The Impact of the Dodd-Frank Act on Section 10(b) and Extraterritoriality

The Vilar court did not consider the Dodd-Frank Act in its decision. Section 929P of the Dodd-Frank Act amended the Exchange Act by adding a new section entitled "Extraterritorial Jurisdiction."  This addition states that federal district courts shall have jurisdiction over actions brought by the SEC or the United States alleging a violation of the antifraud provisions of the Exchange Act involving "(1) conduct within the United States that constitutes significant steps in furtherance of the violation, even if the securities transaction occurs outside the United States and involves only foreign investors; or (2) conduct occurring outside the United States that has a foreseeable substantial effect within the United States."  Dodd-Frank Wall Street Reform and Consumer Protection Act of 2010 § 929P(b)(1), Pub. L. No. 111-203, 124 Stat. 1376, 1864 (2010) (codified at 15 U.S.C. § 77v(c)).  This new provision was signed into law shortly after the Supreme Court handed down the Morrison decision; the Vilar defendants’ alleged misconduct and criminal convictions predated the Dodd-Frank Act.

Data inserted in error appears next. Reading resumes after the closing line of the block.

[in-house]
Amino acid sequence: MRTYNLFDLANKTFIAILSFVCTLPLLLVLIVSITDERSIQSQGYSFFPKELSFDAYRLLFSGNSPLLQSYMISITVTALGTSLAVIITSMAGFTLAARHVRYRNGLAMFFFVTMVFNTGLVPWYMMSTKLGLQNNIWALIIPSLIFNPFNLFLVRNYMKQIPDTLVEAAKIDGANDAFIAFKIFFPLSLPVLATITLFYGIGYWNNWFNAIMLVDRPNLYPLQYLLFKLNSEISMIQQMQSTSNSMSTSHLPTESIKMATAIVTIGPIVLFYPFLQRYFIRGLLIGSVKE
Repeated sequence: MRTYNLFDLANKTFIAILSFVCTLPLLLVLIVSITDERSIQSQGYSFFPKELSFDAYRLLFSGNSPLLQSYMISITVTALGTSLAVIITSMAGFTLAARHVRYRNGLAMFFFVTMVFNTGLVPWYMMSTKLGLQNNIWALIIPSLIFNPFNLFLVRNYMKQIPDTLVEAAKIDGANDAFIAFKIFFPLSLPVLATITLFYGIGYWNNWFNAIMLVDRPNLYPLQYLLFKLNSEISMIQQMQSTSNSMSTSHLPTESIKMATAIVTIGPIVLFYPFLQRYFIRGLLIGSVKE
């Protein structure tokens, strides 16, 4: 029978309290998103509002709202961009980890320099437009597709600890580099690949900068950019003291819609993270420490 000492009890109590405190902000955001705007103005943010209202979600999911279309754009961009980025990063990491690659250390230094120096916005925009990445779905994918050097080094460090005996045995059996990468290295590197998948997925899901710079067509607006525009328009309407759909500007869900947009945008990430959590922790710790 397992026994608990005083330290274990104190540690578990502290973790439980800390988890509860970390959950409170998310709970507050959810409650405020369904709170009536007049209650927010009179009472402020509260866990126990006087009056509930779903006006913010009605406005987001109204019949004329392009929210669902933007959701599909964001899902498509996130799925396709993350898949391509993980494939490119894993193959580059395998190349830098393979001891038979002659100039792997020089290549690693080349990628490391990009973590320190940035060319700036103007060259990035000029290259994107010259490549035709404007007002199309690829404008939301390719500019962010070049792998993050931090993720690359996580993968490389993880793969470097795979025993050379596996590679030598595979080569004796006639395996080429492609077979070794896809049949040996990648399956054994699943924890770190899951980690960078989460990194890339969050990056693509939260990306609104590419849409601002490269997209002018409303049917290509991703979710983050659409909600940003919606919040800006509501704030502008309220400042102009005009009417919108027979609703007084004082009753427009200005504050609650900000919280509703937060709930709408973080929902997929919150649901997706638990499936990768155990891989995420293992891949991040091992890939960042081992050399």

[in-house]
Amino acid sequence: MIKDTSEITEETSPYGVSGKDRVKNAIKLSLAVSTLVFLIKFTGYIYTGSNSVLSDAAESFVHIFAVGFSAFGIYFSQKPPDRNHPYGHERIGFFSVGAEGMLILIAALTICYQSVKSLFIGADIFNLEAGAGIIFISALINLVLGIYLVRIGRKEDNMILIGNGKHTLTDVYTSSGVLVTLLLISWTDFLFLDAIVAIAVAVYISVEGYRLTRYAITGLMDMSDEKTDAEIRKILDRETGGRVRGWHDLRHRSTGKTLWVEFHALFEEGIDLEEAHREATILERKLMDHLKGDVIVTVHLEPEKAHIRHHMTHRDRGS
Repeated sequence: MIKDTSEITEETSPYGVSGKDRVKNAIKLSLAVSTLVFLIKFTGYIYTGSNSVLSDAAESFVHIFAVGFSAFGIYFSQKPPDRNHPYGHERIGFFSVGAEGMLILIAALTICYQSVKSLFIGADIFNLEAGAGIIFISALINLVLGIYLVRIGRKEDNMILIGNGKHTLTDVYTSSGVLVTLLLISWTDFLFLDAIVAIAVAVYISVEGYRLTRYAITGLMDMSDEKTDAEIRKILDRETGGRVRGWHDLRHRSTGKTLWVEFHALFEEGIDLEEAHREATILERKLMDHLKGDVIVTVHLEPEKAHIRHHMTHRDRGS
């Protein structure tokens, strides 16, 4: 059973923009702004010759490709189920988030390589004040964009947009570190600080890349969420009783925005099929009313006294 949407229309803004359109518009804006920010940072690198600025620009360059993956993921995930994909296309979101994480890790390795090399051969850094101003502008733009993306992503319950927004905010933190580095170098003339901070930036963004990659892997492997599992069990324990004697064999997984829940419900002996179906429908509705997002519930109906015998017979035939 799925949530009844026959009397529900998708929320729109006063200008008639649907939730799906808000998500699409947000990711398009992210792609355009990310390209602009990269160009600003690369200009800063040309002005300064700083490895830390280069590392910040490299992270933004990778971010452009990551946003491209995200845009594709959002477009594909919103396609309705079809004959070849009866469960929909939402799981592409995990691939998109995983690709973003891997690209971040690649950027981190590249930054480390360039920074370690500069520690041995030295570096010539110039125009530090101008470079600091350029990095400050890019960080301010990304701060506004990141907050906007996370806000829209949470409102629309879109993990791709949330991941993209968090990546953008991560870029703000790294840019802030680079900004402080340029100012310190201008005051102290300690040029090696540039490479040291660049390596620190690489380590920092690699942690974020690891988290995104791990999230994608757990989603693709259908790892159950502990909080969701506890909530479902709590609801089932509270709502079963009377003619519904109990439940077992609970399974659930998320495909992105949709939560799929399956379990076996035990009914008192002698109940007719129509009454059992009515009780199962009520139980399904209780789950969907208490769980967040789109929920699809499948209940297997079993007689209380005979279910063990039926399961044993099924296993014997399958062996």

Questions abound as to the meaning and scope of Section 929P, which will be worked out in the courts.  One recent example where the parties directly pitted Morrison against the Dodd-Frank provision is SEC. v. Chicago Convention Ctr., LLC, Case No. 13 C 982, 2013 WL 4012638 (N.D. Ill. Aug. 6, 2013).  The defendants argued that, "under the ‘transactional’ test set forth in Morrison, the SEC cannot assert a claim against them because the transactions at issue here were not ‘domestic transactions’"; the SEC, on the other hand, argued that Dodd-Frank "superseded Morrison and revived the previously applied ‘conducts and effects’ test for SEC actions." Id. at *2.  The district court—noting that "whether the ‘transactional’ test or the ‘conducts and effects’ test governs this suit" was "a complicated question"—concluded that it did not need to resolve it "because the SEC has stated a claim under either inquiry." Id.